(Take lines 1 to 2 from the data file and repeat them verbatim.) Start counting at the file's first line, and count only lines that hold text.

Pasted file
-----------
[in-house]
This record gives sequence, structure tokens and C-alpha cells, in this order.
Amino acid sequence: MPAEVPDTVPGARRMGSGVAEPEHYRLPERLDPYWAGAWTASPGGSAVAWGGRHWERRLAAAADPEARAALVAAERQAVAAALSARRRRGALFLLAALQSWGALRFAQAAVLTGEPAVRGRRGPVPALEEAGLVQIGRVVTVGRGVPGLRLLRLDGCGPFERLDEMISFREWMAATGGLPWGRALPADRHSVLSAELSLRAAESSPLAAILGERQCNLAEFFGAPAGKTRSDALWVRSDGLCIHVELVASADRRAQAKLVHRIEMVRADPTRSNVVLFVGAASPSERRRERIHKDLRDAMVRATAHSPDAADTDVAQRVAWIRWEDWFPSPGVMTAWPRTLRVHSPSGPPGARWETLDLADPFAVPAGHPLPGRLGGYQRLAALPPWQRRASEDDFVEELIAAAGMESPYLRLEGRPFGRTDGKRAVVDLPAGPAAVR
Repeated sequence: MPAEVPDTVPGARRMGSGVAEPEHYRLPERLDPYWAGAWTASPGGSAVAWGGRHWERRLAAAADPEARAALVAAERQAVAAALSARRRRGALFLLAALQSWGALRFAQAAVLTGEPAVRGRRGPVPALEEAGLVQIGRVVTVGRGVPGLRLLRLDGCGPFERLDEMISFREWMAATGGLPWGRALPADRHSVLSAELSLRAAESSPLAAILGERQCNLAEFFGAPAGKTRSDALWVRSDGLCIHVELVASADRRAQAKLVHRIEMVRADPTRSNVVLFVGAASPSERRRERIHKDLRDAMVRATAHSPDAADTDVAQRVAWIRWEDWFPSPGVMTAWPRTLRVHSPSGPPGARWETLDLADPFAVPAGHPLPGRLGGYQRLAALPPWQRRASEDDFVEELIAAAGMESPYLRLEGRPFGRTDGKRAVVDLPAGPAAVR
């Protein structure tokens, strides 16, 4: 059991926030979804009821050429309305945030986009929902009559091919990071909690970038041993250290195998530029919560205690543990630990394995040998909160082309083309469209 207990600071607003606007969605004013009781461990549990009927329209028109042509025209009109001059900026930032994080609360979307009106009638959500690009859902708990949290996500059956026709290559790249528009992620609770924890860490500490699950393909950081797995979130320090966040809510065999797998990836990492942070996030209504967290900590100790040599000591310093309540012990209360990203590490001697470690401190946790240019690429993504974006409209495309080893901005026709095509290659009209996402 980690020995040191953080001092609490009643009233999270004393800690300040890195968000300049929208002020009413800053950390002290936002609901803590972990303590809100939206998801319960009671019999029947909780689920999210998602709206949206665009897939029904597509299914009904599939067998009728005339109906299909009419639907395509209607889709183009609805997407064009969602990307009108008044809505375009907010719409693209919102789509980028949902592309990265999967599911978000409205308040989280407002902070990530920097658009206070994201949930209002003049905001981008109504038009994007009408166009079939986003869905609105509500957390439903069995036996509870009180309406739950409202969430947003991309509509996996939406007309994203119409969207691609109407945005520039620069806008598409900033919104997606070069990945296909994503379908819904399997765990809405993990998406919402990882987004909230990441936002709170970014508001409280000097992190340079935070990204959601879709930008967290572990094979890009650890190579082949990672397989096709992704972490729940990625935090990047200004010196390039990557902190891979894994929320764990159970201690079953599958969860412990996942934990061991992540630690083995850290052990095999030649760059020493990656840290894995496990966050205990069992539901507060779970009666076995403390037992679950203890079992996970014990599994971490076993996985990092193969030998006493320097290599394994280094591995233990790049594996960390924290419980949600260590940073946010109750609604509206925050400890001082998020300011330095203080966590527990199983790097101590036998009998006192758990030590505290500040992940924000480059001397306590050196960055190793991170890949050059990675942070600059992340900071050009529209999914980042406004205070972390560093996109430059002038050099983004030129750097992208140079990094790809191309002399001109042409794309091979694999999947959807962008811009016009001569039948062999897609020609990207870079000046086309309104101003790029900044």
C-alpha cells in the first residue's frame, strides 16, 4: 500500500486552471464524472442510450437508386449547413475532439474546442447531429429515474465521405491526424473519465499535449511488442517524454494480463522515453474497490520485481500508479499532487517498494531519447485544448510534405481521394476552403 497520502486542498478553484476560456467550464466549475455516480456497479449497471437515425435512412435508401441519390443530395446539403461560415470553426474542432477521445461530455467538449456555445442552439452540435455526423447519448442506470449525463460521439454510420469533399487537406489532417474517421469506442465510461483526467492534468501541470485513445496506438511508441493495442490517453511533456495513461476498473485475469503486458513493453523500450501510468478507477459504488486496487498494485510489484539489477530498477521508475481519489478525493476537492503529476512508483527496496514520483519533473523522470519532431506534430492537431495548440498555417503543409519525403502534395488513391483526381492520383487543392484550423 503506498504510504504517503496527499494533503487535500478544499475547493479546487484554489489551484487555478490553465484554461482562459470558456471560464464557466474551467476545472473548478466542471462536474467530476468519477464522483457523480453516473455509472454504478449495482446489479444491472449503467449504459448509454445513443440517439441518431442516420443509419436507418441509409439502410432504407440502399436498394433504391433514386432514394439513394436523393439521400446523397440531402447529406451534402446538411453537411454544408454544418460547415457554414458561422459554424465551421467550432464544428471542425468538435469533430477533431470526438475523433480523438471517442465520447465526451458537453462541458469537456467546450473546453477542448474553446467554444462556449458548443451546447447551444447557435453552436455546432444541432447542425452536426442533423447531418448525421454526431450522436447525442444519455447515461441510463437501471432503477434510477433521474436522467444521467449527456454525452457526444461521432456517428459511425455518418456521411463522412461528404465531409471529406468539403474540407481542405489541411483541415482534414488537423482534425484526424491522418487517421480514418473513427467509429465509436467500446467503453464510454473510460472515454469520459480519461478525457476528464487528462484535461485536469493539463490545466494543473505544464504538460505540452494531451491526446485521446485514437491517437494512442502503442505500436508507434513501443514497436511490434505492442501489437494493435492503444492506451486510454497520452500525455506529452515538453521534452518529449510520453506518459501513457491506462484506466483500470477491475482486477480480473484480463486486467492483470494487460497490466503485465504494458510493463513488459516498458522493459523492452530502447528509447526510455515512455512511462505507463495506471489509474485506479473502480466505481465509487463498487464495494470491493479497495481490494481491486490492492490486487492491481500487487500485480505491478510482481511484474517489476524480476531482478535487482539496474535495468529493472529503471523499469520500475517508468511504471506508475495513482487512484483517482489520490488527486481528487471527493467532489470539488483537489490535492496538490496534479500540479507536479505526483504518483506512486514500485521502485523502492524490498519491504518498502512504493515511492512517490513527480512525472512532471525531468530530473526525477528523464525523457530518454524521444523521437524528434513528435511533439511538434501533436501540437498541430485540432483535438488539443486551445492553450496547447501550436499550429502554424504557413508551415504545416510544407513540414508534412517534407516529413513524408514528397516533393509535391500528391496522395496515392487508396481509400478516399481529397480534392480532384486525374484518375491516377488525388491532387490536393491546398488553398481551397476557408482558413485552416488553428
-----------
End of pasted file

[in-house]
This record gives sequence, structure tokens and C-alpha cells, in this order.